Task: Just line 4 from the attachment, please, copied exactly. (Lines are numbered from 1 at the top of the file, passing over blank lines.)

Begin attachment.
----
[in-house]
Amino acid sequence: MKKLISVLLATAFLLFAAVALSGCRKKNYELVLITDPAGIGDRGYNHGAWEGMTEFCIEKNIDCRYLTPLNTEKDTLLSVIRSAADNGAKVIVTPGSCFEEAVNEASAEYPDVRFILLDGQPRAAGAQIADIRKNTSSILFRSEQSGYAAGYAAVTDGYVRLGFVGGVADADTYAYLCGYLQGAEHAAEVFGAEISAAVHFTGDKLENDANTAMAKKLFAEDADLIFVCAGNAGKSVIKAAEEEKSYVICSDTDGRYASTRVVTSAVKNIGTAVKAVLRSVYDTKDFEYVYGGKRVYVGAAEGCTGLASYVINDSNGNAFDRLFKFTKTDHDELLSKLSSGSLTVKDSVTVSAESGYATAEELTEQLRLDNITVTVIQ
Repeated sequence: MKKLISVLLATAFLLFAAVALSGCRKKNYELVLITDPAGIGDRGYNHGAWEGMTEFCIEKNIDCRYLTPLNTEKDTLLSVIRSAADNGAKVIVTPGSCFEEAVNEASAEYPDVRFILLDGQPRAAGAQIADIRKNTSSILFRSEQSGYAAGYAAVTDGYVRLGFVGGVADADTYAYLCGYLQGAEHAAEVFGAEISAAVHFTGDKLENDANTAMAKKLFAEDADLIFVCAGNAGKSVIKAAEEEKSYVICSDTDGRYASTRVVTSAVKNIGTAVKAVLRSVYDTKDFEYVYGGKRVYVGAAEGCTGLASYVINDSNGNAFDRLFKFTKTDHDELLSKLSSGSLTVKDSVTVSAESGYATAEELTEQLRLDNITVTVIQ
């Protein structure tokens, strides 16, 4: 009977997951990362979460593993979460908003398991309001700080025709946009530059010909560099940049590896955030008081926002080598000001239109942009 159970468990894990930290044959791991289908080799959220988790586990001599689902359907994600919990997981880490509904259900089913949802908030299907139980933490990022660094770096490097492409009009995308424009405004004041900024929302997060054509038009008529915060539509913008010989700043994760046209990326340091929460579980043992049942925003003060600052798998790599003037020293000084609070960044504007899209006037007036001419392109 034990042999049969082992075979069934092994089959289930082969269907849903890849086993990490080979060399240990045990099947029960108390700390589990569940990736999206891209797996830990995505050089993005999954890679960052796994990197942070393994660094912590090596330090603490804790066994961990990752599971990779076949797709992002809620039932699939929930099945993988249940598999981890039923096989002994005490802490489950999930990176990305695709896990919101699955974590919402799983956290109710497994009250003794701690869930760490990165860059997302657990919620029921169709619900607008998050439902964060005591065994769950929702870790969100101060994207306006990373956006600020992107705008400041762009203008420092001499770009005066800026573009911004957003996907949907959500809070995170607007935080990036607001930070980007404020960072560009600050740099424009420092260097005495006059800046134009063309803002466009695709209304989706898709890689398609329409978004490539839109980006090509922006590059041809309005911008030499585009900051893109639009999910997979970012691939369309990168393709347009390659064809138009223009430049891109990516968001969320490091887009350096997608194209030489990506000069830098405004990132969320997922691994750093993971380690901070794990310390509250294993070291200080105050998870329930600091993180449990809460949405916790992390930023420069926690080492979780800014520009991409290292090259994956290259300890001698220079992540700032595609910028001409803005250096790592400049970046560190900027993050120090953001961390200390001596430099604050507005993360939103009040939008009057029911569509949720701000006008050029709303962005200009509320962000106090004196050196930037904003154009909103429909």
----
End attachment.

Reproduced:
């Protein structure tokens, strides 16, 4: 009977997951990362979460593993979460908003398991309001700080025709946009530059010909560099940049590896955030008081926002080598000001239109942009 159970468990894990930290044959791991289908080799959220988790586990001599689902359907994600919990997981880490509904259900089913949802908030299907139980933490990022660094770096490097492409009009995308424009405004004041900024929302997060054509038009008529915060539509913008010989700043994760046209990326340091929460579980043992049942925003003060600052798998790599003037020293000084609070960044504007899209006037007036001419392109 034990042999049969082992075979069934092994089959289930082969269907849903890849086993990490080979060399240990045990099947029960108390700390589990569940990736999206891209797996830990995505050089993005999954890679960052796994990197942070393994660094912590090596330090603490804790066994961990990752599971990779076949797709992002809620039932699939929930099945993988249940598999981890039923096989002994005490802490489950999930990176990305695709896990919101699955974590919402799983956290109710497994009250003794701690869930760490990165860059997302657990919620029921169709619900607008998050439902964060005591065994769950929702870790969100101060994207306006990373956006600020992107705008400041762009203008420092001499770009005066800026573009911004957003996907949907959500809070995170607007935080990036607001930070980007404020960072560009600050740099424009420092260097005495006059800046134009063309803002466009695709209304989706898709890689398609329409978004490539839109980006090509922006590059041809309005911008030499585009900051893109639009999910997979970012691939369309990168393709347009390659064809138009223009430049891109990516968001969320490091887009350096997608194209030489990506000069830098405004990132969320997922691994750093993971380690901070794990310390509250294993070291200080105050998870329930600091993180449990809460949405916790992390930023420069926690080492979780800014520009991409290292090259994956290259300890001698220079992540700032595609910028001409803005250096790592400049970046560190900027993050120090953001961390200390001596430099604050507005993360939103009040939008009057029911569509949720701000006008050029709303962005200009509320962000106090004196050196930037904003154009909103429909």